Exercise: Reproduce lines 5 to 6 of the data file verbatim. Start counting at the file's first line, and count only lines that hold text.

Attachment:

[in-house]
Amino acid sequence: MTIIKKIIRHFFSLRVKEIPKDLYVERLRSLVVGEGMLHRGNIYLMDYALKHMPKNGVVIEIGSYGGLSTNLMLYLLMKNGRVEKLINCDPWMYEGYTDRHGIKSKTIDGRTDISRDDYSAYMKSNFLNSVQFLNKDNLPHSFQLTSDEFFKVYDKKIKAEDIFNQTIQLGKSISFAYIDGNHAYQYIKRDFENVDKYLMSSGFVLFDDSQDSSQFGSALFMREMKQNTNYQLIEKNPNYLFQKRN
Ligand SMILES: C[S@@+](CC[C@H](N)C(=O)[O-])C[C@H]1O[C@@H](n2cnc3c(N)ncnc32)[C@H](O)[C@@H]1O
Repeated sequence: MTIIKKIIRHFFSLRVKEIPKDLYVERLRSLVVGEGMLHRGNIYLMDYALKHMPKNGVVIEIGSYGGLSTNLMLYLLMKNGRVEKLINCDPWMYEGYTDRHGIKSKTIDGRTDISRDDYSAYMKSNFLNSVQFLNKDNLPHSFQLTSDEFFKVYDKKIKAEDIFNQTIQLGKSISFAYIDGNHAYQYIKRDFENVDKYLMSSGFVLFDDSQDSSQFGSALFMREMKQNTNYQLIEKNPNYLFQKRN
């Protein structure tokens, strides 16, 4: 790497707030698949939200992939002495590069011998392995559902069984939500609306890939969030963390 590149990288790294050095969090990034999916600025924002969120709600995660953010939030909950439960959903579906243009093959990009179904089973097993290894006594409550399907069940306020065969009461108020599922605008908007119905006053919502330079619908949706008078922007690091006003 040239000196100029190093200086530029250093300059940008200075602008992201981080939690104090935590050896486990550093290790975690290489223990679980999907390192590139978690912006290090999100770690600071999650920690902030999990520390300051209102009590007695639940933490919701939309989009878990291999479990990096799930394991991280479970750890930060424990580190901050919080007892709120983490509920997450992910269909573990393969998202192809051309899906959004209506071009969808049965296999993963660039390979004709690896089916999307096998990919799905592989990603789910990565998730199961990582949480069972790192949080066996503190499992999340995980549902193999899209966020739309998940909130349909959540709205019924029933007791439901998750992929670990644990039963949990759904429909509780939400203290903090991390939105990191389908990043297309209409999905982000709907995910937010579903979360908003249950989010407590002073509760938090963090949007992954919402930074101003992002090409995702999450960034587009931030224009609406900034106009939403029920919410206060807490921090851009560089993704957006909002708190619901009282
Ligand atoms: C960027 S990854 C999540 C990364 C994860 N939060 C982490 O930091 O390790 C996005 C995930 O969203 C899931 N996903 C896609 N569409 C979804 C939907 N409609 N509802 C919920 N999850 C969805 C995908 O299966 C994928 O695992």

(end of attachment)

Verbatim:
């Protein structure tokens, strides 16, 4: 790497707030698949939200992939002495590069011998392995559902069984939500609306890939969030963390 590149990288790294050095969090990034999916600025924002969120709600995660953010939030909950439960959903579906243009093959990009179904089973097993290894006594409550399907069940306020065969009461108020599922605008908007119905006053919502330079619908949706008078922007690091006003 040239000196100029190093200086530029250093300059940008200075602008992201981080939690104090935590050896486990550093290790975690290489223990679980999907390192590139978690912006290090999100770690600071999650920690902030999990520390300051209102009590007695639940933490919701939309989009878990291999479990990096799930394991991280479970750890930060424990580190901050919080007892709120983490509920997450992910269909573990393969998202192809051309899906959004209506071009969808049965296999993963660039390979004709690896089916999307096998990919799905592989990603789910990565998730199961990582949480069972790192949080066996503190499992999340995980549902193999899209966020739309998940909130349909959540709205019924029933007791439901998750992929670990644990039963949990759904429909509780939400203290903090991390939105990191389908990043297309209409999905982000709907995910937010579903979360908003249950989010407590002073509760938090963090949007992954919402930074101003992002090409995702999450960034587009931030224009609406900034106009939403029920919410206060807490921090851009560089993704957006909002708190619901009282
Ligand atoms: C960027 S990854 C999540 C990364 C994860 N939060 C982490 O930091 O390790 C996005 C995930 O969203 C899931 N996903 C896609 N569409 C979804 C939907 N409609 N509802 C919920 N999850 C969805 C995908 O299966 C994928 O695992």